Is the furlough scheme going to be extended by Chancellor Rishi Sunak?

23 September 2020, 16:58

Chancellor Rishi Sunak will speak in the Commons tomorrow
Chancellor Rishi Sunak will speak in the Commons tomorrow. Picture: PA

The Government has been urged to continue the furlough scheme beyond the end of October in light of the new coronavirus restrictions.

But what is the scheme, when is it due to end, and what else can be done to help businesses and employees?

Read more: Boris faces calls to extend furlough beyond end of October

Read more: Over 6,000 new coronavirus cases recorded in 24 hours - highest since May

What is the furlough scheme?

The furlough scheme has cost the Government £39.3 billion to date, with £3.9 billion between August 16 and September 20 alone, according to the latest figures.

More than £13 billion has been handed to firms and workers through five different Government support schemes in the last month.

When is it due to end?

The furlough scheme is set to end on October 31.

When is the Chancellor next making an announcement?

Rishi Sunak will update the House of Commons on “our plans to continue protecting jobs through the winter” on Thursday.

What has the Chancellor said so far?

Chancellor Rishi Sunak has pledged to be "creative" and is understood to be weighing up a number of possible measures to subsidise workers' wages, having consulted unions and business groups.

It is thought he postponed an announcement due on Wednesday to extend emergency loan schemes in favour of a bigger support package.

Mr Sunak has been urged to "get around the table" and fast-track new job support plans amid reports he is working on a new German-style scheme to avoid mass unemployment once furlough ends.

He is said to be weighing up a new scheme as part of a wider emergency support programme as pressure mounts on the Government to help businesses survive a second wave of coronavirus.

The mooted plans would reportedly see the Government and firms share the cost of topping up wages for employees only able to work part-time due to the pandemic.

Calls have ramped up for a new lifeline for firms after Boris Johnson announced six months of tougher restrictions that threaten the economic recovery, as fears also grow of mass unemployment once the furlough scheme ends.

Who has said the scheme should be extended?

Boris Johnson has been urged to continue the furlough scheme beyond the end of October by Sir Keir Starmer in light of the new coronavirus restrictions.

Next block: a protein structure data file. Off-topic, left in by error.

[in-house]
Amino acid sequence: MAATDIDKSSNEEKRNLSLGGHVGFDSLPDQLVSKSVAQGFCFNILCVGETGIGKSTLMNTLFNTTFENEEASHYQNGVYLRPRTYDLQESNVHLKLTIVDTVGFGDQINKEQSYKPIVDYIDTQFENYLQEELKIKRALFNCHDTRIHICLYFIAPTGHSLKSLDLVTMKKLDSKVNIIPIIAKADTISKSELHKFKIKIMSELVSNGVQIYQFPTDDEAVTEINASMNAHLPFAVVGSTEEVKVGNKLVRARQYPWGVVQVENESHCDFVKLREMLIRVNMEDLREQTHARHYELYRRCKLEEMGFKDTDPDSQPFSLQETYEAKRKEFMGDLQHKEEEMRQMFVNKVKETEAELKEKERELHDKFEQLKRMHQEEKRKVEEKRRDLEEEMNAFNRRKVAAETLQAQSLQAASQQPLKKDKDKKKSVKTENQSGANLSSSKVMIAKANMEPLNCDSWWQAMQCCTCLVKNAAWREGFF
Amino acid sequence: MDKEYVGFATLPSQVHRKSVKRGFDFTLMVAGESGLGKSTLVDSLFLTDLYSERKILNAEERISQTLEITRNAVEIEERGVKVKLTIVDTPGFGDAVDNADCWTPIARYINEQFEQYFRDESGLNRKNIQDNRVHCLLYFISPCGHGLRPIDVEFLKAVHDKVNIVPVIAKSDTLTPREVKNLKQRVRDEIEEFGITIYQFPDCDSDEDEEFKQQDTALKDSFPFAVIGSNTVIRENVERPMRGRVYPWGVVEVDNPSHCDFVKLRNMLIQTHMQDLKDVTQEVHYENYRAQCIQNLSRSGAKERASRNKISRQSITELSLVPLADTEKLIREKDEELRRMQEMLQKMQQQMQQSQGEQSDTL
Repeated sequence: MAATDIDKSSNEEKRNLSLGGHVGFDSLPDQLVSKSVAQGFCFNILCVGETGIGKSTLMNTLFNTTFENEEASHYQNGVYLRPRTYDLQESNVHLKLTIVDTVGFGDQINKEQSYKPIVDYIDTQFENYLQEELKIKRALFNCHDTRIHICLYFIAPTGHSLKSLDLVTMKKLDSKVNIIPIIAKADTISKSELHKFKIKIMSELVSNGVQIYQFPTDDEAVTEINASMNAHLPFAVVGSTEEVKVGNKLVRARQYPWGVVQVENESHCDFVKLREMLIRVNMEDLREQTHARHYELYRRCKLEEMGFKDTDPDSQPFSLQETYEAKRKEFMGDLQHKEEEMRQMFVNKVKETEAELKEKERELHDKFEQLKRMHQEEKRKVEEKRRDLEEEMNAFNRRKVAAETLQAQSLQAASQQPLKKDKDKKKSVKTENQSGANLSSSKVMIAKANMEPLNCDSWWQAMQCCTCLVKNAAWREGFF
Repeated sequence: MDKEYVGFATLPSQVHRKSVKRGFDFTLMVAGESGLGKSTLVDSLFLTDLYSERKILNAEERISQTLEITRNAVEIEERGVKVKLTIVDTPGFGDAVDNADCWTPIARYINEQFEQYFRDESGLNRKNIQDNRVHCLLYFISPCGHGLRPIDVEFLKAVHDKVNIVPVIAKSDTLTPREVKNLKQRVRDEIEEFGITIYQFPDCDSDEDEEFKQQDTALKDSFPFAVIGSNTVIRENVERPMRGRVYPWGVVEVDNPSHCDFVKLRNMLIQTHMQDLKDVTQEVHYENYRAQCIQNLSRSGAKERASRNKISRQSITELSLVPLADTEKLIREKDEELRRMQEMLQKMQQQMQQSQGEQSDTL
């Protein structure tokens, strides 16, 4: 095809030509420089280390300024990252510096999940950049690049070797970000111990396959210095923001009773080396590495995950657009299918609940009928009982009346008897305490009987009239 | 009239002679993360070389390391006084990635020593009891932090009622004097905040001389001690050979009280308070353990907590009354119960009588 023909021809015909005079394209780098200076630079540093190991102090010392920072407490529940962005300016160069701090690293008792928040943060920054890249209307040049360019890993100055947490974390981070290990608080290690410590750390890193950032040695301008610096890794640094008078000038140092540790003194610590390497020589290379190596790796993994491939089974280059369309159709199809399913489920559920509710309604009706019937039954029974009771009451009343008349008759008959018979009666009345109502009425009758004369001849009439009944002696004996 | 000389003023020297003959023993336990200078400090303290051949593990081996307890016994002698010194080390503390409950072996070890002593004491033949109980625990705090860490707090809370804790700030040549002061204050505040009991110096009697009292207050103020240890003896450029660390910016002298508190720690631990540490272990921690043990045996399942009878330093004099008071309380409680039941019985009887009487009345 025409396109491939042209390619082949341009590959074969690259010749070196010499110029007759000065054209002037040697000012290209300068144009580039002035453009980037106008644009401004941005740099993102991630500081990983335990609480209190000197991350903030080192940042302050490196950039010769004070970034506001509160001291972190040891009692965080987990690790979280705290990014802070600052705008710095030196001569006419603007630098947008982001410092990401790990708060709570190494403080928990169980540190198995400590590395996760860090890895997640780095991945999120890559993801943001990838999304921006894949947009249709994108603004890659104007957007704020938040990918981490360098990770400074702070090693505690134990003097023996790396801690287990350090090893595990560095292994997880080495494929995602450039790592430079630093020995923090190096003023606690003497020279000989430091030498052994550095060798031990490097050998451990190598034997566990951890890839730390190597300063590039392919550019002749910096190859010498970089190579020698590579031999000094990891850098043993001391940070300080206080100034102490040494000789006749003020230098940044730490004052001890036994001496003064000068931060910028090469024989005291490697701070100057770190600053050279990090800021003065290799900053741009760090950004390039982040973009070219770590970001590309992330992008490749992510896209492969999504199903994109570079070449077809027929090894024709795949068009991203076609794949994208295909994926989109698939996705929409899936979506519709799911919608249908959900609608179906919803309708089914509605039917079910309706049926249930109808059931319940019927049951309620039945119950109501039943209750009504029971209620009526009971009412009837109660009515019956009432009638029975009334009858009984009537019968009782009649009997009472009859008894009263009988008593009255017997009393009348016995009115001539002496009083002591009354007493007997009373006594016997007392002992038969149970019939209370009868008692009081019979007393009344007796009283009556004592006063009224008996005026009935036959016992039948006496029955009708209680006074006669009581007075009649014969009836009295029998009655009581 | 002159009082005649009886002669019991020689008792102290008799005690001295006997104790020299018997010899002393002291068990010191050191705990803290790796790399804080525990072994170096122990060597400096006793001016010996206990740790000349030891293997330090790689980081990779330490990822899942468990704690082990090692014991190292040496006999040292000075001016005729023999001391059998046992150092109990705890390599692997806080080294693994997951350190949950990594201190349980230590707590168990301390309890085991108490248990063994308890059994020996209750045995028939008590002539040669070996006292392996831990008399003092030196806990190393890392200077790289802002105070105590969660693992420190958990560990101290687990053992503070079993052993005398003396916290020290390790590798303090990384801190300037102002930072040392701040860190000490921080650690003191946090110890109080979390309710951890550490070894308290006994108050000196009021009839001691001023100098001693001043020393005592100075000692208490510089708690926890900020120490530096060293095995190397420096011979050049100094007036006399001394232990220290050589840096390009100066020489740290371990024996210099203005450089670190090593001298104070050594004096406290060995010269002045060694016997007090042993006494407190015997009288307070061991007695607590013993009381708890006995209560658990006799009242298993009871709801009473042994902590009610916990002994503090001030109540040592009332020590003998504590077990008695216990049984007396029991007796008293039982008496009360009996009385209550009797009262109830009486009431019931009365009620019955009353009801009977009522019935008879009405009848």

Speaking at Prime Minister’s Questions on Wednesday, the Labour leader criticised the Prime Minister for phasing out the scheme, which ends at the end of next month, despite implementing new measures.

Sir Keir said “health measures and economic measures are now dangerously out of sync” and called on the Government to “support the businesses affected.”

SNP leader Ian Blackford also called for "an immediate extension, no half-measures" to the scheme.

He said “time is running out, workers are facing the dole today.”

Elsewhere, Bank of England governor Andrew Bailey said on Tuesday it was time to "stop and rethink" the furlough scheme in favour of a targeted approach.

The Trades Union Congress (TUC), which outlined its furlough replacement proposal last month, said the Government must "fast-track a new plan" to protect jobs.

TUC general secretary Frances O'Grady said: "We have published detailed proposals for a new short-time working and upskilling scheme.

"With the right approach we can stop mass unemployment scarring millions.

"My message to ministers is clear: let's get around the table and fast-track a new plan."

What other solutions are there once the scheme ends?

The TUC has proposed a scheme that would see workers receive 80% of their salary for the hours they are not in work.

Companies would get a 70% subsidy from the Government, provided they bring back every worker on the scheme for a minimum proportion of their normal working hours.

Another proposal put forward by the CBI business group would see subsidies for firms that can offer staff at last 50% of their normal hours, with the cost for non-working hours shared equally by the company, the Treasury and the employee.

What have other countries done?

One option reportedly being considered is a scheme similar to Germany's highly-praised Kurzarbeit, or shorter work-time policy, under which firms can radically cut working hours in economic downturns with the state replacing part of their lost income.

France’s scheme could last for up to two years, and pays 70 per cent of gross up to almost €7,000 per month. Firms can also claim just part of an employee’s salary.

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